Country-level investment plan coordinators should be appointed Ministers of Development. Juncker’s Plan also engaged national banks, both in European Fund for Strategic Investments (SMB window and projects up to 25 million EUR) and the consulting and technical aid departments. In Poland Bank Gospodarstwa Krajowego (BGK) was utilised. Financial support for big infrastructure and innovation projects over 25 million EUR is granted after direct negotiations of concerned parties with EBI.
During EFIS’s active years up to September 2018, over 3,523 billion EUR were gained from European Investment Bank by private and public entities, allowing for the launch of over 15,145 billion EUR worth of enterprises.
In relations to Polish GDP level, we are currently holding 6th place from all EU member countries on fund allocation effectiveness.
Up until September 2018 58 public and private sector, projects were approved in Poland. Over 3,3 billion EUR were admitted to 45 infrastructure and innovation assignments. Small and medium businesses raised 204 million EUR for financing 13 agreements. Among some of the most prominent ideas were: building the Łagiewnicka Route (93 million EUR), purchasing new railway cars by Przewozy Regionalne train transit, erecting about 1300 medium-income apartments in Poznań (33 million EUR) and modernisation and expansion of ironworks industrial broad gauge train transit lane from Sławków to Hrubieszów (29 million EUR). Apart from the transportation projects most common aid recipients were power engineering and social infrastructure enterprises.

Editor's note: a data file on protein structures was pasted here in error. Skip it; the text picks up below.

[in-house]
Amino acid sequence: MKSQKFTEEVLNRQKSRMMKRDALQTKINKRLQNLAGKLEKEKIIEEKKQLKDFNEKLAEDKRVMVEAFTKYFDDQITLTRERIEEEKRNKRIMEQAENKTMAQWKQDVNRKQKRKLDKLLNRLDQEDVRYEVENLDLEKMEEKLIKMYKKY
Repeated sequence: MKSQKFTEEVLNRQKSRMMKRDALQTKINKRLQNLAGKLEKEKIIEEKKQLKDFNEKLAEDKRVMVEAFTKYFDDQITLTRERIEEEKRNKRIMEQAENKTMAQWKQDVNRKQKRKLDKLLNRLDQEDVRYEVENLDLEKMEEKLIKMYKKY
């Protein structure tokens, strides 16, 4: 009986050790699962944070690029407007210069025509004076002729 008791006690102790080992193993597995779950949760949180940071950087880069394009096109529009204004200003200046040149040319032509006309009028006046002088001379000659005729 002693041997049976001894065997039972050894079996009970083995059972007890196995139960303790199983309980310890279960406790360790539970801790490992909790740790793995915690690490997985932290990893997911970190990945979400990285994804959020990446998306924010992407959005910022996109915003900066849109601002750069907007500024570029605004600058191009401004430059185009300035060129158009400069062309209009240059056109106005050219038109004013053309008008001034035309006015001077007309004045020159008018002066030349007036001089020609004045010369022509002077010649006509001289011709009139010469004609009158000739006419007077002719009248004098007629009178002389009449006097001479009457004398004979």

Data mentioned above suggests that Polish companies are eager to reach for extra EFIS funding. Almost 15 years of offered grants explicitly taught businessman and public investors the aid request procedures. Poland stands on the 5th place when it comes to the number of aid-approved projects (58 country-wide), after France (153 projects), Italy (141), Spain (100) and Germany (97). The complete list of EFIS-financed initiatives can be found HERE.
Source: self-study based on European Investment Bank data.
Juncker’s Plan after Juncker